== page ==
Parallel Programming in Native Code

Parallel programming using C++ AMP, PPL and Agents libraries.

Getting Started with Textures in C++ AMP

Getting Started with Textures in C++ AMP

  • Comments 2

When I introduced the concurrency::graphics namespace, I gave a light introduction on the texture type in C++ AMP explaining the motivation behind it. In this post and coming posts, I and my colleagues will dive deeper into the texture type and I will also assume you have read about the short vector types in C++ AMP.

So, let’s first understand some basics, then how to create a texture of ints, uints, floats and doubles without/with initialization, then some properties of texture class, then how to capture a texture object in the lambda passed to the parallel_for_each, and finally how to read from a texture object in restrict(amp) code.

Texture Basics

As with short vector types, to start using texture, you need to do the following:

#include <amp_graphics.h>
using namespace concurrency::graphics;

The concurrency::graphics::texture<T, N> template class represents a multi-dimensional container of texels of type T, of N dimensions, specified at compile time. Notice that texture<T, N> looks like concurrency::array<T, N>, but the texel type T can only be one of the following types:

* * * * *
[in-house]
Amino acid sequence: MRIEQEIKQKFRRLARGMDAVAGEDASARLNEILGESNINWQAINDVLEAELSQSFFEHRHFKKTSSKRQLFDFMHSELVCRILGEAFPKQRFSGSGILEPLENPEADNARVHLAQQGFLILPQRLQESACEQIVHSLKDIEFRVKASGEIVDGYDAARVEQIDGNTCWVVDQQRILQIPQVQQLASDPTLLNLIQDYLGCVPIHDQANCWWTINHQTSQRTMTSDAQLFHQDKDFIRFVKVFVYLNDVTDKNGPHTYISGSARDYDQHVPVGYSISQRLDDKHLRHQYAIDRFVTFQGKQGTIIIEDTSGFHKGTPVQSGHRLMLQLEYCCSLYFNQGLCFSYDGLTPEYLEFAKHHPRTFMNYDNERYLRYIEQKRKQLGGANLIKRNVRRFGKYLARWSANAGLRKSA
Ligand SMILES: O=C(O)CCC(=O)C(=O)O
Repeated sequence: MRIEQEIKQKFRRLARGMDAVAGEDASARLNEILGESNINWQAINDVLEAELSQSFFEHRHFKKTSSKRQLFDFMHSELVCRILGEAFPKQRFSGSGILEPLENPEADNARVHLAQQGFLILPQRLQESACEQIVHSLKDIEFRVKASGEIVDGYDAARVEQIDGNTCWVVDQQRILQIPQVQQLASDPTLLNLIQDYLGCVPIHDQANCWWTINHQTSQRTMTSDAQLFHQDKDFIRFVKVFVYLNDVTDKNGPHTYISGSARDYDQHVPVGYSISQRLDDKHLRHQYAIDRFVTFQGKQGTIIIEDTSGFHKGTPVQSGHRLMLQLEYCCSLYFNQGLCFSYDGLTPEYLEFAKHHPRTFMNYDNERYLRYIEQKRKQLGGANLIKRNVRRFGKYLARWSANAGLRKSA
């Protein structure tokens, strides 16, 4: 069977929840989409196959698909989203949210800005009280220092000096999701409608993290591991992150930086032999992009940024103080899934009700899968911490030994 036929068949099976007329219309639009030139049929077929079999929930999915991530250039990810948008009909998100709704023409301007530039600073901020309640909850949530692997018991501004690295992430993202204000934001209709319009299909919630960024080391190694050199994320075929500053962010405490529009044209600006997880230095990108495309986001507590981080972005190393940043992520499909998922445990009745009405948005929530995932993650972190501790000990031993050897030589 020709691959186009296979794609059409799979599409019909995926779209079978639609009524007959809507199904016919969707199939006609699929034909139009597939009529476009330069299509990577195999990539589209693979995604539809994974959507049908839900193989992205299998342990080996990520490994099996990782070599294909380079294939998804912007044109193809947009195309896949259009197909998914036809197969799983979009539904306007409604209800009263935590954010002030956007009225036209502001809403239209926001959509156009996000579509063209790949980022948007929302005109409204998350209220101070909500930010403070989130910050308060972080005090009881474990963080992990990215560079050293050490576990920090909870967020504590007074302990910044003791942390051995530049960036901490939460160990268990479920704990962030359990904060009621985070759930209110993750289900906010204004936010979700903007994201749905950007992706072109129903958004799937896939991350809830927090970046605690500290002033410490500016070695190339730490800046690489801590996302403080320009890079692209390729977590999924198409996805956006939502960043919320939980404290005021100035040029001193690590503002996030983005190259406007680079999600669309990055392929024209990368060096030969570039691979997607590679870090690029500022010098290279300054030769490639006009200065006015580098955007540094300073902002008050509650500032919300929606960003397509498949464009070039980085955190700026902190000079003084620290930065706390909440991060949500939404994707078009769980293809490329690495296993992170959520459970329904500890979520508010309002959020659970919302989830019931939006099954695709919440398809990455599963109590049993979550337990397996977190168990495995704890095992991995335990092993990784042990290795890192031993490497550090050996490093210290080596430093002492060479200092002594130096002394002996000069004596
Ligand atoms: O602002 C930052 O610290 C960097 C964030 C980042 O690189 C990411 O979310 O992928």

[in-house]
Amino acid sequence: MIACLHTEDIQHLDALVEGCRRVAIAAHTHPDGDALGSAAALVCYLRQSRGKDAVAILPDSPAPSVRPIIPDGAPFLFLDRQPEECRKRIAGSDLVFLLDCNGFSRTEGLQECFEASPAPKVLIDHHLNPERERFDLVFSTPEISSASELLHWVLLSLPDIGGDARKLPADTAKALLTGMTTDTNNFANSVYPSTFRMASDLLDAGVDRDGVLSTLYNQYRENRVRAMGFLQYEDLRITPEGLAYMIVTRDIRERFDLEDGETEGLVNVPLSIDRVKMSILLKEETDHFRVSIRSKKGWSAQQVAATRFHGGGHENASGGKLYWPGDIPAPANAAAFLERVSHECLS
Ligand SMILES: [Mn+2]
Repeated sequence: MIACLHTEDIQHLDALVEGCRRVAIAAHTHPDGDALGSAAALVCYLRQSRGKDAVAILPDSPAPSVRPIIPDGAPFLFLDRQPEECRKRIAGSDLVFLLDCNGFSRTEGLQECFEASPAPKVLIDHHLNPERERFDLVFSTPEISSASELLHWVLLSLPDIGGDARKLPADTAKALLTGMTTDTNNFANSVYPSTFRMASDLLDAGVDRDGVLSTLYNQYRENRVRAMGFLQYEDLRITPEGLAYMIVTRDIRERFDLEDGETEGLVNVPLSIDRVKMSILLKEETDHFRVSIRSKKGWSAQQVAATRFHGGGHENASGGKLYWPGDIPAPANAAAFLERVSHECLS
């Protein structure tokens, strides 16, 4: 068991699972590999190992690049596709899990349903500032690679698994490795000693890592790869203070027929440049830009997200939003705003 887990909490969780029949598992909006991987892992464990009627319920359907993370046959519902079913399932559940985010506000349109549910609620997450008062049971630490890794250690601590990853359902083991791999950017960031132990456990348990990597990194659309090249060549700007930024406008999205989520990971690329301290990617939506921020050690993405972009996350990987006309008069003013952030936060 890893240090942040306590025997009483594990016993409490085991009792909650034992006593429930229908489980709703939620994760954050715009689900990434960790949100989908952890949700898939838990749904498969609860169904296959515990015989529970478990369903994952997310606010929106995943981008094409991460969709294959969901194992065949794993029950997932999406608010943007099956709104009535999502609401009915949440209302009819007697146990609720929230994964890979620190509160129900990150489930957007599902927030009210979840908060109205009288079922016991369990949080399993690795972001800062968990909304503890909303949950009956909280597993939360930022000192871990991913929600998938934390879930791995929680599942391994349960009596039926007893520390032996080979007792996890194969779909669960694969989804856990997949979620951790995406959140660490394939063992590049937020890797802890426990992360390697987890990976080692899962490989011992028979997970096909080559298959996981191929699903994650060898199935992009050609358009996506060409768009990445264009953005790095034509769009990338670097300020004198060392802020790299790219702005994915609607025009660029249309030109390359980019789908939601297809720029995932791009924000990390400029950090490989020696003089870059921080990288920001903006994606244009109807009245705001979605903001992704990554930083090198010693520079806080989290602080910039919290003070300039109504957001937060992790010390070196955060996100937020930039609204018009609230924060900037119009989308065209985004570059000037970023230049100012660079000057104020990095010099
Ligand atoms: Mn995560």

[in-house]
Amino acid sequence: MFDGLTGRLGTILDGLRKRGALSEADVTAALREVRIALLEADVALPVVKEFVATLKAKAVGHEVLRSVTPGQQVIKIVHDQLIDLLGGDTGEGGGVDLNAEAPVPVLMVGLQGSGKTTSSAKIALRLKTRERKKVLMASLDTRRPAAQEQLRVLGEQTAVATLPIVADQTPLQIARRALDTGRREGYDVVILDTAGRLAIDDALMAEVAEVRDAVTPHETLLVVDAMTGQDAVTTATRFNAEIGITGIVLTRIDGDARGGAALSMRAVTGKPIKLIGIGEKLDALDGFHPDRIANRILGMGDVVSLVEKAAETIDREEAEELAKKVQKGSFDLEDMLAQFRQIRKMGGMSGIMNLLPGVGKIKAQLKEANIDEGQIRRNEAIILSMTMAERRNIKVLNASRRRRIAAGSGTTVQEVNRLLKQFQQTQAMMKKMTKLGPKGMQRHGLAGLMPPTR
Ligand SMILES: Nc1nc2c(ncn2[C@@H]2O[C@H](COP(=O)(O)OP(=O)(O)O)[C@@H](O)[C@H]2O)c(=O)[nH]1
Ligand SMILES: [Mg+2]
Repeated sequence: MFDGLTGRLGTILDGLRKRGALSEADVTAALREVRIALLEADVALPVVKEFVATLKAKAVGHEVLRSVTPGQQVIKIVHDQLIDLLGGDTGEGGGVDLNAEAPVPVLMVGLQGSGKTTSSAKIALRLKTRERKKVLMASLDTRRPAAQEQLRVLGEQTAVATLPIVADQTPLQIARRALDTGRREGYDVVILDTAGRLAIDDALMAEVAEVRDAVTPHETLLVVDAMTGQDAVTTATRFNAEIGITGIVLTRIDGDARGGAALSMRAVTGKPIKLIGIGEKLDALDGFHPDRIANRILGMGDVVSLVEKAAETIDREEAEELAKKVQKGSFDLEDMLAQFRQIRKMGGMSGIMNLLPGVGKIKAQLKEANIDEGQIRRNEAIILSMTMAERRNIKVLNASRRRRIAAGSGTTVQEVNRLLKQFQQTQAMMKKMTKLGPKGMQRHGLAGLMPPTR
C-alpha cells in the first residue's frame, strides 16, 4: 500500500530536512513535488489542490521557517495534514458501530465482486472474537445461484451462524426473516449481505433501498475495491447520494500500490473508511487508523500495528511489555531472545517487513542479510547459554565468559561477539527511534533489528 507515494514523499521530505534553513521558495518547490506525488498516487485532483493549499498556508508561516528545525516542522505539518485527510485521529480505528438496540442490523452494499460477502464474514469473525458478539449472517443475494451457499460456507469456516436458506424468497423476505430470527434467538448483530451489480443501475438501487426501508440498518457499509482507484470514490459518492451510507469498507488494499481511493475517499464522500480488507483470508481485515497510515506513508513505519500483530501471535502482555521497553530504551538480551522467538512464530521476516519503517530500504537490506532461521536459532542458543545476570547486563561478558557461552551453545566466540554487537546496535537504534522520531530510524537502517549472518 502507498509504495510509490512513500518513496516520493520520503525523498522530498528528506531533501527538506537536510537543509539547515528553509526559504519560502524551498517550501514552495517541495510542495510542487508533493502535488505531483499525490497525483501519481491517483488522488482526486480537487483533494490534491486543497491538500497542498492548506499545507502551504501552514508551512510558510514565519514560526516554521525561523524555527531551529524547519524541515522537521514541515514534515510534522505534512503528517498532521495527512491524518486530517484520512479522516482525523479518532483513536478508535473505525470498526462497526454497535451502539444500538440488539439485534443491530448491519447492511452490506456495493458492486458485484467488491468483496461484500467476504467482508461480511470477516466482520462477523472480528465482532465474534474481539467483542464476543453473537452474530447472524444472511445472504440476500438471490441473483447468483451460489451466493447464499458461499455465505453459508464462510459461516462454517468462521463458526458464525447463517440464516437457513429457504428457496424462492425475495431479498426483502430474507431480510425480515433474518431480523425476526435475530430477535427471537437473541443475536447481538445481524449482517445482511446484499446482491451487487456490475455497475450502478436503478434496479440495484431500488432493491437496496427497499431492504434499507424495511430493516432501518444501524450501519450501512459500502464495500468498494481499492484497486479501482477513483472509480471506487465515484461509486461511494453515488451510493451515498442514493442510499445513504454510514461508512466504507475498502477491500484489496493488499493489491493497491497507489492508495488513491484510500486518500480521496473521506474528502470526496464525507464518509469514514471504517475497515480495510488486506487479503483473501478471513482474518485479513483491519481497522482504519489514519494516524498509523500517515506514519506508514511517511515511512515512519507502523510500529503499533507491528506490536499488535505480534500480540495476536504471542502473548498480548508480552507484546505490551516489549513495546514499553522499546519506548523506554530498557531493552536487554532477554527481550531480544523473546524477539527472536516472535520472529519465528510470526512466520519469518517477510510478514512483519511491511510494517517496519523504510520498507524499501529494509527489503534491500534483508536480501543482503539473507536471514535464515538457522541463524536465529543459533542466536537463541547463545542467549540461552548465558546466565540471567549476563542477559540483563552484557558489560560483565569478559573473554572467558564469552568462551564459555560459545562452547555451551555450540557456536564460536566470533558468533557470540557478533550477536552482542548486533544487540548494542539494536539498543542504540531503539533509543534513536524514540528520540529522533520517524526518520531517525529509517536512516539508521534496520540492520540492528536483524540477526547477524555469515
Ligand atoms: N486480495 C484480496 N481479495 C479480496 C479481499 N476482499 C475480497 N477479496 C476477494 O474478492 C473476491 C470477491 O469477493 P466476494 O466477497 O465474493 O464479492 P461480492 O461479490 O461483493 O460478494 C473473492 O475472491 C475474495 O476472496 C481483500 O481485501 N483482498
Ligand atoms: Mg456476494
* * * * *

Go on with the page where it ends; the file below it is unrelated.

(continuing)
• scalar types: int, uint, float, double, norm, and unorm,
  • short vector types that have two or four components, e.g., uint_2 and float_4, etc. Among double based short vector types, only double_2 is allowed. Because a double is actually represented with two int’s in a texture, and a texel can only have up to four components.

Direct3D offers very few three-component DXGI_FORMAT’s, and textures of such formats have limited functionality. Since three-component texels are rarely used, in this release of C++ AMP, T cannot be a three-component short vector type.

Rank N can be 1, 2, or 3.

Construction

The construction of a texture is quite similar to the construction of a concurrency::array. It can be created without being initialized, for example,